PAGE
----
Two ends of the spectrum come as one
Bipolar disorder, also known as manic-depressive illness, is a brain disorder that causes unusual shifts in mood, energy, and activity levels. It is a serious mental illness that affects approximately 2.8% of the adult population in the United States and up to 1% of worldwide population.
There are two types of bipolar disorder: Bipolar I and Bipolar II. Bipolar I disorder is characterized by manic episodes that last at least seven days, or by manic symptoms that are so severe that hospitalization is required. These manic episodes are often accompanied by symptoms of depression. Bipolar II disorder is characterized by a pattern of depressive episodes and hypomanic episodes, but the manic episodes do not reach the level of severity seen in Bipolar I. Both Bipolar I and II are in the top 10 conditions in terms of global burden of disease score; this is a measure of the normal life trajectory lost due to disease conditions.
One thing worth mentioning is that there is a roughly 85% degree of bipolar disorder inheritability and genetic determination is higher (between 40% and 70%) than in the case of depression alone (20-45%). However, at 10-17%, depression is more prevalent worldwide.
Bipolar mechanism & genetic triggers
During a manic episode, individuals with bipolar disorder may experience feelings of euphoria, increased energy, and reduced need for sleep. They may also engage in risky or impulsive behaviors such as reckless spending or promiscuity. On the other hand, during a depressive episode, individuals may experience feelings of sadness, hopelessness, and a lack of energy and may also have difficulty with daily activities such as work or school, and may experience changes in appetite and sleep patterns.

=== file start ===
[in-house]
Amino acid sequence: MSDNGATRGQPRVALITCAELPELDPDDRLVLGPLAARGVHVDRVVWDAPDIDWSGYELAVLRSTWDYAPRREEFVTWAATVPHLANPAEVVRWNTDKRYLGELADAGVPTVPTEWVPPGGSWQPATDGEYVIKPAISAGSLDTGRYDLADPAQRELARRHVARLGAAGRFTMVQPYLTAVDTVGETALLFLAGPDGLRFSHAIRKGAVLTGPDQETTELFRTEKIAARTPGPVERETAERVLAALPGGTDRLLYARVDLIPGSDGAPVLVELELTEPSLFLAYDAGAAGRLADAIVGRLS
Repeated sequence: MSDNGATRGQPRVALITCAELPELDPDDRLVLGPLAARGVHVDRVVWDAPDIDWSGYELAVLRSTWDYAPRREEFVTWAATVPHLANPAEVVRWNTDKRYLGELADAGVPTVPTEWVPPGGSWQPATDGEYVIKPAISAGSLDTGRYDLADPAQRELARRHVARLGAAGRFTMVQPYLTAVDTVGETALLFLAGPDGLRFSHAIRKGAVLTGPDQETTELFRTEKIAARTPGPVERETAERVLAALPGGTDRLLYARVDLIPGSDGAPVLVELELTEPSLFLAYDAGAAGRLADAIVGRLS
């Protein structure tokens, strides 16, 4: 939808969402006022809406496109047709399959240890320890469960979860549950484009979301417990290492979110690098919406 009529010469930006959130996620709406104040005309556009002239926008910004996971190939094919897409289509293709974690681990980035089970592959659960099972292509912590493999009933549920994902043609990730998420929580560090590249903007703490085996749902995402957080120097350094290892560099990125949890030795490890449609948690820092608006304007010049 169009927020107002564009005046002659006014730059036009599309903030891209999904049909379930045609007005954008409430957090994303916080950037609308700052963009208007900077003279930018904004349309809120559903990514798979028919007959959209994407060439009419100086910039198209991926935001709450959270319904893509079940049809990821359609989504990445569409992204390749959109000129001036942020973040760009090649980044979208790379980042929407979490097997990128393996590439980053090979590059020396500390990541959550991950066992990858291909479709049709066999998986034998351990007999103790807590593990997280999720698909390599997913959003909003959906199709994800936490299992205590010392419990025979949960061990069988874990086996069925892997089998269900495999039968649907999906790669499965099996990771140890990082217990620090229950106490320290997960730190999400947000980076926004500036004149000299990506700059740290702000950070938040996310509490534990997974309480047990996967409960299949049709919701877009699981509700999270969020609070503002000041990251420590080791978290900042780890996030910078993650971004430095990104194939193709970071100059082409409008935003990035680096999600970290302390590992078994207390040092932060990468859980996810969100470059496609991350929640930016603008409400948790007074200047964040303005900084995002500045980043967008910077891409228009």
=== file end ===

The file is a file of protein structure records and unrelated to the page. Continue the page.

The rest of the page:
There is evidence to suggest that bipolar disorder is associated with dysregulation in the connectivity of the parietal and limbic systems in the brain. The parietal lobe is responsible for processing sensory information and the limbic system is involved in emotion and motivation. Disruptions in the communication between these systems may contribute to the mood swings seen in bipolar disorder.
While the exact cause of bipolar disorder is not known, it is believed to be a combination of genetic and environmental factors, with the genetic component weighing heavily as mentioned above. However, stress, substance abuse, and certain medications have been identified as potential important environmental triggers for bipolar disorder.
In terms of genetic predispositions, several single nucleotide polymorphisms (SNPs) have been identified as potential risk factors for bipolar disorder:
- one example is the rs1006737 SNP in the CACNA1C gene
- another example is the rs1344706 SNP in the ZNF804A gene, which has been associated with a host of psychotic conditions ranging from bipolar disorder, major depression and even schizophrenia.
Moving towards the middle of the spectrum
To address these genetic predispositions, several science-backed behavioral tools and interventions can be utilized. For example, light therapy has been shown to be effective in regulating mood in individuals with bipolar disorder, whereas regular exercise has been found to be helpful in managing symptoms. Nutrition-wise, our regular omega-3 fatty acids from fatty fish, flaxseeds, and walnuts may also be helpful in managing symptoms of bipolar disorder. It is important to note, however, that more research is needed in this area.
There are also a number of supplements that have been studied for their potential in managing symptoms of bipolar disorder:
- for example, vitamin D supplements have been shown to be effective in reducing the risk of developing manic symptoms
- lithium is also a common supplement used in the treatment of bipolar disorder. It is a mood stabilizer that can help to prevent manic episodes and reduce the frequency and severity of mood swings. Lithium has been shown to be effective in reducing the risk of suicide in individuals with bipolar disorder (20-30% higher suicide risk) and may also have neuroprotective effects.
Side note: while lithium can be effective in managing symptoms of bipolar disorder, it is important to note that it can also have significant side effects. These may include tremors, weight gain, and an increased risk of thyroid and kidney problems. It is important for individuals taking lithium to have regular blood tests to monitor for these potential side effects.
So don’t be quick to act on advice you find online. Read, get informed, but then seek guidance from a certified professional that can recommend proper approaches depending on the severity of the situation and watch out for you or a loved one that is experiencing symptoms of bipolar disorder. Get in touch and we can refer you within our network of specialists for proper advice.